Fluphenazine is prescribed to patients suffering from a variety of mental and emotional disorders (chronic schizophrenia). This condition is more likely to develop itself at the beginning stages of neuroleptic treatment or following an increase in dose. Patients who have benefitted from regular doses of short-acting versions of fluphenazine and who may benefit from long-term (maintenance) therapy with less frequent dosage are often the ones who have been prescribed fluphenazine decanoate as their medication. Also known as a neuroleptic, fluphenazine is a member of the phenothiazine drug family. We use this class of drugs to treat a variety of neurological conditions.
Patients diagnosed with schizophrenia may have fewer bouts of hallucinations, delusions, or other unusual behaviors if they keep taking this drug as directed. It is one of the many advantages of doing so.
This product does not begin functioning immediately. It might take anywhere from one to three days before you see an impact from taking this medication, and it could take up to four days to feel the entire benefit.
Follow your doctor’s instructions on the use of short-acting medicine to treat severe agitation or any other symptoms.
It is not advisable to give this drug to children less than 12 years old since it is the minimum age for safe usage. Additionally, it is not advisable to use to treat behavioral issues in individuals who have mental impairment because of the potential for adverse effects.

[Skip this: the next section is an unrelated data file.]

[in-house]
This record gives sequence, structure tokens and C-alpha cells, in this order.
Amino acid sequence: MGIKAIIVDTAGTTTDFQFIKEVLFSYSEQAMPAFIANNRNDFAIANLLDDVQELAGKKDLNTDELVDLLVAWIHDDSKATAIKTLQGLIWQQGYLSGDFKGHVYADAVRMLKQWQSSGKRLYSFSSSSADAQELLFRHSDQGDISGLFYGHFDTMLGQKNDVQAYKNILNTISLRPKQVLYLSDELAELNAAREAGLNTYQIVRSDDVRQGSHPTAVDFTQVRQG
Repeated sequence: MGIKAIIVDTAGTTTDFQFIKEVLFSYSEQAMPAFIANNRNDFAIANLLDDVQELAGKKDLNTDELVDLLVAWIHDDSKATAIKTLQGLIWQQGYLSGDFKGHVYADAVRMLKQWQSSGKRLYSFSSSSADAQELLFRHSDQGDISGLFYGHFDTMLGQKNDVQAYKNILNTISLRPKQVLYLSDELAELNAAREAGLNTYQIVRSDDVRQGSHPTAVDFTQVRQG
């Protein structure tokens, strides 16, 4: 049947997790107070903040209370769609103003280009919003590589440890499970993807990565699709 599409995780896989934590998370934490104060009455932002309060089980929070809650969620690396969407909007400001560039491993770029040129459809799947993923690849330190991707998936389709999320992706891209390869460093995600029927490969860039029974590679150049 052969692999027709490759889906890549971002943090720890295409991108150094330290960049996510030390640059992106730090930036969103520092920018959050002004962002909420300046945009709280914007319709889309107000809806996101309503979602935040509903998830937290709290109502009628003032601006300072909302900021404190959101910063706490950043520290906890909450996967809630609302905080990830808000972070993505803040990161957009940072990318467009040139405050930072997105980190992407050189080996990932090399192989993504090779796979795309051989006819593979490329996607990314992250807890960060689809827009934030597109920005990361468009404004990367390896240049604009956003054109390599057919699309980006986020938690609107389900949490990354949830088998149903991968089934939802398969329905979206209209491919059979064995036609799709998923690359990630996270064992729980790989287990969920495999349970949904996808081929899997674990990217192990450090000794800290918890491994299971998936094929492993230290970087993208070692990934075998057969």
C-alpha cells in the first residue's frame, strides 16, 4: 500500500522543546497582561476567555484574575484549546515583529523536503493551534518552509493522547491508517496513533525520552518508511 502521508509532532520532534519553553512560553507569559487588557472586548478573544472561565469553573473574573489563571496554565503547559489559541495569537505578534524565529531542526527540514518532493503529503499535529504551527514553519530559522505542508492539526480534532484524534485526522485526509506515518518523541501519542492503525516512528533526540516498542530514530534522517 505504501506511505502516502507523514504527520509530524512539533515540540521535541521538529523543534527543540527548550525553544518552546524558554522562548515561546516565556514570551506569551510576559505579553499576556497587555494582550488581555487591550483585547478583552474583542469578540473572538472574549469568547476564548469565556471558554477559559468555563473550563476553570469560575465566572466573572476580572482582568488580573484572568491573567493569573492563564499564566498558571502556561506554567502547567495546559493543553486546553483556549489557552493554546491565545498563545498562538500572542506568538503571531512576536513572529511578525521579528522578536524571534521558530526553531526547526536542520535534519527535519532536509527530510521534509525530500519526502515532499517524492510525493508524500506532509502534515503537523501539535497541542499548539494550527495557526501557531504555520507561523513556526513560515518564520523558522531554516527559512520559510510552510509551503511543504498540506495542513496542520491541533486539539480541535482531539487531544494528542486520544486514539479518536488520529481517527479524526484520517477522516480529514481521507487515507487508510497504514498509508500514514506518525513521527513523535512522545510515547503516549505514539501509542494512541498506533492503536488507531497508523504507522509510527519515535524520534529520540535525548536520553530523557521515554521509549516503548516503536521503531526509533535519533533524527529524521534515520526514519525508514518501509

Effects of Fluphenazine Decanoate on the Brain
- Fluphenazine decanoate is active not only in several organ systems but also at all levels of the central nervous system (CNS). It has a less potent effect on CNS depressants and anesthetics than some phenothiazines and appears to be less sedating.
- It does its job by rearranging the proportions of the brain’s naturally occurring chemicals, known as neurotransmitters. Furthermore, fluphenazine is less likely than some of the older phenothiazines to produce hypotension. These are just a few of how fluphenazine differs from other phenothiazine derivatives. There have been reports of unexpected fatalities occurring in hospitalized psychotic patients who were on phenothiazines. We cannot explain these deaths. Previous brain injury or seizures may be predisposing factors; patients who have seizures should avoid taking large dosages of the medication.
- Several individuals have had unexpected relapses into patterns of psychotic behavior just before passing away. In most cases, the results of an autopsy have shown that the patient suffered from acute fulminating pneumonia or pneumonitis, aspiration of stomach contents, or intramyocardial lesions.
Fluphenazine Decanoate manufacturers are well regarded among well-known pharmaceutical companies and suppliers due to the extensive inventory of fluphenazine decanoate injections, capsules, and other medications that they provide.
How to use Fluphenazine Decanoate?
A nurse or doctor will inject this drug into a muscle or just under the skin. The doctor can also administer it subcutaneously. Doctors typically Inject this drug every 4-6 weeks or at the intervals specified by your attending physician. In most cases, the color of this drug is a very light yellow. Do not continue to use the liquid if it darkens to a shade that is any darker than a light yellow, if it changes color in any other manner, or if particles begin to emerge in the liquid.
Before you measure out the medicine and inject it, make sure your hands are completely clean and dry. Apply some rubbing alcohol to the area around the injection site. It is best to avoid getting the medication on your skin because it could cause an allergic reaction known as contact dermatitis.